Health Experts and Citizens launch a network of low-cost air quality monitors for Chennai


Chennai, 29 January 2018: Launching Chennai’s first citizen-led real time air quality monitoring network, founder and trustee of Delhi-based Lung Care Foundation Dr. Arvind Kumar said data from Chennai’s new “Atmos” monitors reveal that Chennai residents are breathing unhealthy air most days in a given month. The data revealed that between January 1 and January 23, daily averages of the levels of the dangerous PM2.5 in Kuruvimedu (Vallur), Kodungaiyur, Anna Salai at Teynampet and Mugatwarakuppam in Ennore ranged from unhealthy to hazardous for more than 80 percent of time. Air quality in Eldams Road near Teynampet was better with 10 days out of 16 daily measurements revealing air quality within the 24-hour Indian PM2.5 standard of 60 micrograms (ug)/m3. None of the locations had any day where air quality was within the more stringent World Health Organisation (WHO) 24-hour standard of 25 ug/m3. All locations recorded hazardous levels (above 180 ug/m3) of PM2.5 on 13 January, the day of Bhogi festival.

A joint project of Chennai-based Huma Lung Foundation and The Other Media’s Healthy Energy Initiative, and Mumbai-based UrbanSciences, the citizen air monitoring exercise will display its results on the website The website will continuously report readings of PM2.5 from the five locations. Dr. Hisamuddin Papa, a leading pulmonologist who is leading the effort in Chennai, has installed one monitor atop his hospital in Teynampet, and has urged medical institutions and media houses to also invest in the Rs. 15,000 easy-to-operate air quality monitors.

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Hydrocarbon Activities Have Harmed Delta Environment, Scientific Analysis Reveals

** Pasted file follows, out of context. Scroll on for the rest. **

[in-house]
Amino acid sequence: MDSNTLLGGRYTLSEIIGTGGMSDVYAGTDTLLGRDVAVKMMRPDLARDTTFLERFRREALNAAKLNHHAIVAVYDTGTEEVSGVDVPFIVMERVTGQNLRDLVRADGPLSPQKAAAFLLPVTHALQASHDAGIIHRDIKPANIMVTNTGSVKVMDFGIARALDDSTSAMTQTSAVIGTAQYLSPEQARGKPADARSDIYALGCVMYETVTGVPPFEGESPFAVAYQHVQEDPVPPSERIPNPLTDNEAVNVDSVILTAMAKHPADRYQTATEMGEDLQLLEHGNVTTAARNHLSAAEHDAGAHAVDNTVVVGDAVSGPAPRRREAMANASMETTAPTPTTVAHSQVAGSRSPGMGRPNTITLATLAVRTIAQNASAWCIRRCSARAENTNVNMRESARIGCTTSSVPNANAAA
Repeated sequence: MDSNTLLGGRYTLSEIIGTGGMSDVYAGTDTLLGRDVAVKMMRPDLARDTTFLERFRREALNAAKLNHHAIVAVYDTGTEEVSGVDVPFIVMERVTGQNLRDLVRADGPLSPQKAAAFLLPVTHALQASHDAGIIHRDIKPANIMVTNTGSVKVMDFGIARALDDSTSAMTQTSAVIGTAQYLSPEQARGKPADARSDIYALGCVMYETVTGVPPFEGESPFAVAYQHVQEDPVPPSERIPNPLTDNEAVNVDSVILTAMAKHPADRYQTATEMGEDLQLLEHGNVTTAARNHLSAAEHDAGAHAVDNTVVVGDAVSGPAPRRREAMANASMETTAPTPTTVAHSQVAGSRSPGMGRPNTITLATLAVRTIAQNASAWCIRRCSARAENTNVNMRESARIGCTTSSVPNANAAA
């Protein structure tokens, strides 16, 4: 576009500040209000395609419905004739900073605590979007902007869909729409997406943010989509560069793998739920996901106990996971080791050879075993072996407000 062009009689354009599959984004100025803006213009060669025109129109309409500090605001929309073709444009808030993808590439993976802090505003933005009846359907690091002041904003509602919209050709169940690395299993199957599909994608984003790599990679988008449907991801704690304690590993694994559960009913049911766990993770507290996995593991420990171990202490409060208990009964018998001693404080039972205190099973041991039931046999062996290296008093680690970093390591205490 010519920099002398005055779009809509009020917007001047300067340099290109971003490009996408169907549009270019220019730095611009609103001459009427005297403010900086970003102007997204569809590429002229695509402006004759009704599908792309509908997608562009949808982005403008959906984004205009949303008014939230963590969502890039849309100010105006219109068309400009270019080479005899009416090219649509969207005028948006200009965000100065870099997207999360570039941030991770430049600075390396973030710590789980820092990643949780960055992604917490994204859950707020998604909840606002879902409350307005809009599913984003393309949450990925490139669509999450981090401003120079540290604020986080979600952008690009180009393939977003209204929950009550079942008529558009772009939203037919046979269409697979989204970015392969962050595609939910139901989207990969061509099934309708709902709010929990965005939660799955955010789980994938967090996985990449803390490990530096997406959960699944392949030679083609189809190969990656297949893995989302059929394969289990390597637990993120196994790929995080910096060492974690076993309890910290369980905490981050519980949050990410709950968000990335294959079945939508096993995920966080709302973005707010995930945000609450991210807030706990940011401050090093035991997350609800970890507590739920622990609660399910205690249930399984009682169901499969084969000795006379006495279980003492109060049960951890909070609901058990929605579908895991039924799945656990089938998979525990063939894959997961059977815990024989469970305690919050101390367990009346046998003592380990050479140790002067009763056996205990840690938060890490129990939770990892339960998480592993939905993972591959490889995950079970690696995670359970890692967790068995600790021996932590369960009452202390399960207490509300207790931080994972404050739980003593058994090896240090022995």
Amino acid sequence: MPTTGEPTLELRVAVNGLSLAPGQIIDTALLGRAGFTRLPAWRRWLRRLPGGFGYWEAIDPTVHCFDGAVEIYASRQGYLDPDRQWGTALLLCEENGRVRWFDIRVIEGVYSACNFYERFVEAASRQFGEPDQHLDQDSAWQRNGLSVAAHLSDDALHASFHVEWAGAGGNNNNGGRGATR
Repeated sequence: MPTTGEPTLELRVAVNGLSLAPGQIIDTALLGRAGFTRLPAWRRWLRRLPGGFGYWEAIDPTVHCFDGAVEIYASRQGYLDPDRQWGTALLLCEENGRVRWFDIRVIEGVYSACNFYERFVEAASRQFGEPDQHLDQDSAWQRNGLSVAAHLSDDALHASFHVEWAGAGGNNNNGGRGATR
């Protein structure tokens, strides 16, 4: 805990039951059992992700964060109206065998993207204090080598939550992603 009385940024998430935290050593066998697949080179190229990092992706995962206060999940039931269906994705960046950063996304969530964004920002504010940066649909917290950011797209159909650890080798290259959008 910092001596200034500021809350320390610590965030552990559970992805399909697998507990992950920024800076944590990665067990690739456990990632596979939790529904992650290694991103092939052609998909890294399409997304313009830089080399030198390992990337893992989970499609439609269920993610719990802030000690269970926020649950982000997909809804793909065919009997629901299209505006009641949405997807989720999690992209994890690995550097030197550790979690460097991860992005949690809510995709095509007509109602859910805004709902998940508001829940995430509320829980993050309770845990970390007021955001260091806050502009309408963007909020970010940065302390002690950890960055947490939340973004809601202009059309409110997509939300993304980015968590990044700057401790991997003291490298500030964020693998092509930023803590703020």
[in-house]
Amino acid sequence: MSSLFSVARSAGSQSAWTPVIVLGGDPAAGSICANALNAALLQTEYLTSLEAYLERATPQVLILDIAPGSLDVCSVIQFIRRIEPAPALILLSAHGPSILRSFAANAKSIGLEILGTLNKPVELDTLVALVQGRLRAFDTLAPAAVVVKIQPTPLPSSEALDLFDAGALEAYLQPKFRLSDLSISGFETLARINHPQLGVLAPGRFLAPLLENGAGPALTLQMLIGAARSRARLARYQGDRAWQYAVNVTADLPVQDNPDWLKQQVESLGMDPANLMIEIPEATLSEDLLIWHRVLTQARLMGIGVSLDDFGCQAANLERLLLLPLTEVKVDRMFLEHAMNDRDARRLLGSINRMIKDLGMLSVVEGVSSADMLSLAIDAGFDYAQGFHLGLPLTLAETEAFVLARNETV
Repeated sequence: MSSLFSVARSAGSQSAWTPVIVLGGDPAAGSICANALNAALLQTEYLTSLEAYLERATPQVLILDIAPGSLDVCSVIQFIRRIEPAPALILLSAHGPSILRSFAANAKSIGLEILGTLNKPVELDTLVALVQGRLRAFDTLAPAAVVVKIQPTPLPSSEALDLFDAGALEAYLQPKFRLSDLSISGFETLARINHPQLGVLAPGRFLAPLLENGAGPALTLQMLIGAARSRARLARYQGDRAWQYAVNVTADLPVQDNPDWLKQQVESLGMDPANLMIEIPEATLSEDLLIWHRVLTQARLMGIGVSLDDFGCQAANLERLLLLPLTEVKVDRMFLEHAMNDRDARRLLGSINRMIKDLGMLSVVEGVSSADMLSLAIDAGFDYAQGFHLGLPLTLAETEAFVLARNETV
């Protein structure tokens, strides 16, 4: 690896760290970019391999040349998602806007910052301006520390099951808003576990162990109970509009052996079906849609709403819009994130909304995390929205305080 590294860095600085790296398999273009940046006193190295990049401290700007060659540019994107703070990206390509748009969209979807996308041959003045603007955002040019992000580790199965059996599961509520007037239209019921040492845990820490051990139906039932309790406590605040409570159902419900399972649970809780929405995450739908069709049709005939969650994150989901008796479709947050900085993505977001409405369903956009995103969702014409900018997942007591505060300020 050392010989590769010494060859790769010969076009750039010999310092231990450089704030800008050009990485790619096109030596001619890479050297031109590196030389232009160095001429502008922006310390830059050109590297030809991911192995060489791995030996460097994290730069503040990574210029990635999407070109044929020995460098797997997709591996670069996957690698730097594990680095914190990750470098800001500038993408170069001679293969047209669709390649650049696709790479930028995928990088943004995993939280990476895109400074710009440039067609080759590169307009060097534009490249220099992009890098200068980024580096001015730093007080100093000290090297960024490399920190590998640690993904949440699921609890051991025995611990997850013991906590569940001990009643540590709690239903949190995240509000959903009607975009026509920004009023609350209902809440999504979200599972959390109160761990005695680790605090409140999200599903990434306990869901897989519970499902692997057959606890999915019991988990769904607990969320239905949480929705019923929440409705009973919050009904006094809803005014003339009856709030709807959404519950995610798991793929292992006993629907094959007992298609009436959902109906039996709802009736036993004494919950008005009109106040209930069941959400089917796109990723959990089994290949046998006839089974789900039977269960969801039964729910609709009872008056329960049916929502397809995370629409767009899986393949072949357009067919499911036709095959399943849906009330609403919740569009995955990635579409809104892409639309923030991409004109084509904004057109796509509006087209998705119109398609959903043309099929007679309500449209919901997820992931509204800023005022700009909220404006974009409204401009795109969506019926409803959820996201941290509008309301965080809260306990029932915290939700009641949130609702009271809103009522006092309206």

CHENNAI. 09 August, 2017 — Scientific analysis of soil, groundwater and surface water samples from Thanjavur, Thiruvarur and Nagapattinam confirm delta villagers’ fears that hydrocarbon operations by ONGC and CPCL are harming the environment. The study also concluded that ONGC had failed to observe international best practices in responding to the June 30 oil spill leading to spread of contamination to public water courses and the Velloor irrigation canal. All seven samples – including four soil, two surface water and one groundwater – are contaminated by hydrocarbons linked to oil extraction or refining. Releasing the results in Chennai, the Solidarity Group for Justice and Accountability, a state-wide alliance of individuals and people’s organisations, called for an independent third-party audit of the environmental impacts of ongoing hydrocarbon activities and remediation of contaminated sites at ONGC’s cost. They demanded for the release of jailed villagers, and prosecution of negligent ONGC, TNPCB and district officials.

The results also contradict claims made by the state government, and hydrocarbon majors like ONGC and CPCL.

Samples were taken as per established scientific methodology

ONGC’s claim: Oil leaks and spills are promptly attended to; contaminated lands are fully restored.

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Press Release: Scientific Body’s High Tide Line for TN Wrongly Drawn to Create Real Estate: Coastal Activists

Chennai: Nearly 900 acres of tidal wetlands in two locations have been wrongly identified as land by the National Centre for Sustainable Coastal Management (NCSCM) which got a multi-crore contract to demarcate the High Tide Line for Tamil Nadu under the Coastal Regulation Zone (CRZ) Notification, 2011. This and other inconsistencies were revealed during a ground truthing exercise conducted by the Coastal Resource Centre (CRC). The erroneous demarcation shortchanges fisherfolk by showing tidal waterbodies as developable real estate.

The inconsistencies cast a shadow on NCSCM’s demarcation exercise and the robustness of the verification process by the State and Central Coastal Zone Management Agencies, CRC said. NCSCM’s High Tide Line cannot be relied upon for preparing the State Coastal Zone Management Plans.